✒ The Ultimate DIY Survival Kit
I’ve been outdoors most of my childhood spare time. I’ve been in the Pathfinder group of our school and grew up with a very much outdoor interested Biology teacher as a mother.
I always had my Survival Kit boxes and Belts, that evolved throughout the years.
Here is the collection of my favourites.
You will need things for the following categories:
containers for water & food
You can adjust your kit to your needs.
If you have any more suggestions, please share them in the comment section below. Thank you so very much!
This is my list:
- box or belt (where you keep your stuff in… box is better to keep waterproof)
- survival guide (I recommend the SAS Pocket Survival Guide, small and full of life saving goodness)
- foldable multi tool pocket knife (your most important tool/weapon)
- thick longer rubber band (for making a catapult)
- fish hooks &
lead weight sinkers (different sizes)
- fishing line 30lb test (a few meters)
- para cord (several meters… for making weapons (like a bow), traps, fire starting tools, shelters, or as guide line for when you go into caves,… )
- matches & striker (dip the match heads in candle wax to keep them dry and wrap the matches in tin foil) or use waterproof camp matches
- lighter (for making a fire)
- small candles (to help making a fire)
- magnifying lens (for making a fire with sunlight)
- luminescent compass (keep away from magnets!)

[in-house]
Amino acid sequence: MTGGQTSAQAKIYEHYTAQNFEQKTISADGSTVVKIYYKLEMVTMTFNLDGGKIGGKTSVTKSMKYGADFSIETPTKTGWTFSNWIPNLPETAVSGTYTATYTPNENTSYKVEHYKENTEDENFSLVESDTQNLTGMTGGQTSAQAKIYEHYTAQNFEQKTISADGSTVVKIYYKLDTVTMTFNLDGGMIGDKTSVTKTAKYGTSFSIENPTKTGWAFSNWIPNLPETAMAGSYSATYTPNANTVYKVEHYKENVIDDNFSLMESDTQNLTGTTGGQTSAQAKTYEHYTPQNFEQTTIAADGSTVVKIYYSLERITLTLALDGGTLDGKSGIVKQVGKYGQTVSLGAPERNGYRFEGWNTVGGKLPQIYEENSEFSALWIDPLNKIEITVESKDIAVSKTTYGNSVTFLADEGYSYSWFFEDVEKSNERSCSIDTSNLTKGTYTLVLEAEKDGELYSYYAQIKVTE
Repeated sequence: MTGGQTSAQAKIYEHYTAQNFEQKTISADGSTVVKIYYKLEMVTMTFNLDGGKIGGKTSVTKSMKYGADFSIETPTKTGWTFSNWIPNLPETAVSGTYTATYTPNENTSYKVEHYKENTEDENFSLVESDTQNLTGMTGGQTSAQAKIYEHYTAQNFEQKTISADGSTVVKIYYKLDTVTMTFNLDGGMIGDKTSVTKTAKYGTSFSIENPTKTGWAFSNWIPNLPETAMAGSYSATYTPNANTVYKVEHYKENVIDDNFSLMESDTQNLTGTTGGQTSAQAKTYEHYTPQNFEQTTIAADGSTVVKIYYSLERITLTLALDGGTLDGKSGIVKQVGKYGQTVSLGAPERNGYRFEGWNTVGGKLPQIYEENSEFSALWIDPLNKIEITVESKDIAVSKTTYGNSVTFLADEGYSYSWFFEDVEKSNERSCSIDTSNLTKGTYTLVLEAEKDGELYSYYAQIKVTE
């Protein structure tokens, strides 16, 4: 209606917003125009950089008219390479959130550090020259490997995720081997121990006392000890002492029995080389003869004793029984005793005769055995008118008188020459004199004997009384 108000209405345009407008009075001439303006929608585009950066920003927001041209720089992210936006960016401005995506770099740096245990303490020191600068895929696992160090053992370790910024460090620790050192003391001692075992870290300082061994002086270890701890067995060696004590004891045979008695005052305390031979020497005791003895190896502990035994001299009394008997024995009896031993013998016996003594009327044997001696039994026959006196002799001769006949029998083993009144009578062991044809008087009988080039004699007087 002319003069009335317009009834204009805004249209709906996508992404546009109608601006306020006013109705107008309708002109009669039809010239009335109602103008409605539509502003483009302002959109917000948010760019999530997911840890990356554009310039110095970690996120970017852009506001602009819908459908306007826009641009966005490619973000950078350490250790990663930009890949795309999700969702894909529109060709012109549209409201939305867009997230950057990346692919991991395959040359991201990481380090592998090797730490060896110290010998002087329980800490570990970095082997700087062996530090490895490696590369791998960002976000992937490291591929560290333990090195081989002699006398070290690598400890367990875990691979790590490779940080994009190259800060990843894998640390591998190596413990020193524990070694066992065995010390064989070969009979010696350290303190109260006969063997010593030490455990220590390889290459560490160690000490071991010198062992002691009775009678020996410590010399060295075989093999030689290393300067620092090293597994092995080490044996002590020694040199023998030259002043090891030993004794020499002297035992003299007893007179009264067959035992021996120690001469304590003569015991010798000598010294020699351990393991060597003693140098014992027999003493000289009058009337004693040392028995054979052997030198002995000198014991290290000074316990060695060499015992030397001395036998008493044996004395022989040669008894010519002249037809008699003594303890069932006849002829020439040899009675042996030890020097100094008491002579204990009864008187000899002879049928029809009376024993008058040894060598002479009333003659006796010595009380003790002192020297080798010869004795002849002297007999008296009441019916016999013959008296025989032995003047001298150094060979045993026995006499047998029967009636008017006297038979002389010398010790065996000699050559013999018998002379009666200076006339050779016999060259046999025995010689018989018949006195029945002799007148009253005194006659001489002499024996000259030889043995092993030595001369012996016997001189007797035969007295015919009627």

- large piece of heavy duty aluminium foil (for flashing, wrapping,…)
- day glow duct tape (a few feet long, rolled up tightly to save space)
- guerrilla tape (1 roll)
- gum (bubble gum, that you can use as glue, or hole filler)
- thermometer gauges (for checking temperatures)
- wire (different lengths and thicknesses)
- safety pins (at least 5)
- mirror (to signal)
- LED flash light (to signal and see in the dark)(if possible, with a solar battery)
- whistle (to signal)
- silver and gold first aid body wrap foil (to keep your body temperature balanced)
- razor blades / carpet knife blades
- saw blades (for making a shelter)
- needle and thread set (for holes in clothes; or sterilised, -in only an absolute emergency-, for binding up a cut artery)
- dental floss (stronger than thread)
- coffee shop sugar pouches (a handy bleeding stopper for emergencies)
- coffee filters (for purifying water)
- heavy duty zip bags for transporting water
- pen & paper (to make notes of your location and experiences, paper to light fire)
- mini pegs/document grip clips (to dry your clothes and other uses)
- vaseline & cotton balls (works well for stopping bleeding of smaller cuts and as paraffin supplement to start fires)
- Aspirin tablets (pain killer, or insect relief – mixed with water to a paste)
- survival cravat (arm sling, head covering, tourniquet)
- alcohol prep pads / sterile wipes (for wound care and to start a fire)
- band aids
- screw eyes (screw in loops: for fixing cord to trees when building a shelter or making a washing line; or to make a fishing rod)
If you are planning on transporting small amounts of liquids (like fire starters, medication or wound sterilising liquids) you can transport them in marked straws. Melt the end bits of the straws together, to create small waterproof pouches.
You can also use filled and stoppered syringes, or other tightly closable, small plastic containers. (Don’t use glass utensils, as they can break easily.)
You should be good to go with this collection and survive in the wild.
Enjoy your adventure!
Photo by: MT